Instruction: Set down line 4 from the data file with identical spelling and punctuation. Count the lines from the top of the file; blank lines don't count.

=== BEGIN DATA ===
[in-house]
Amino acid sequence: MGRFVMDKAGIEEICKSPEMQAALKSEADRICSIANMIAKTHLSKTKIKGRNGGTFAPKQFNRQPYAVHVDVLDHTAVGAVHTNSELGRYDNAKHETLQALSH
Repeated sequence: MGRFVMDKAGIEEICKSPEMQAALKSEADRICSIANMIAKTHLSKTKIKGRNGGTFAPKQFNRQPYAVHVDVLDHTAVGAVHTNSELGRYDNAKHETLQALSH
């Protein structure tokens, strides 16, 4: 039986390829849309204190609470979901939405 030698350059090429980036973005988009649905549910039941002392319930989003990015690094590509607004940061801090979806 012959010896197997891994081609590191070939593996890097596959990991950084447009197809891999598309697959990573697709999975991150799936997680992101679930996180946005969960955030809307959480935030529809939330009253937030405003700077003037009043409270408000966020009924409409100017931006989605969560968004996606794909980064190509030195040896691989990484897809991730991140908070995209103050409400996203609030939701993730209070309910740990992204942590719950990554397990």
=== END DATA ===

């Protein structure tokens, strides 16, 4: 039986390829849309204190609470979901939405 030698350059090429980036973005988009649905549910039941002392319930989003990015690094590509607004940061801090979806 012959010896197997891994081609590191070939593996890097596959990991950084447009197809891999598309697959990573697709999975991150799936997680992101679930996180946005969960955030809307959480935030529809939330009253937030405003700077003037009043409270408000966020009924409409100017931006989605969560968004996606794909980064190509030195040896691989990484897809991730991140908070995209103050409400996203609030939701993730209070309910740990992204942590719950990554397990």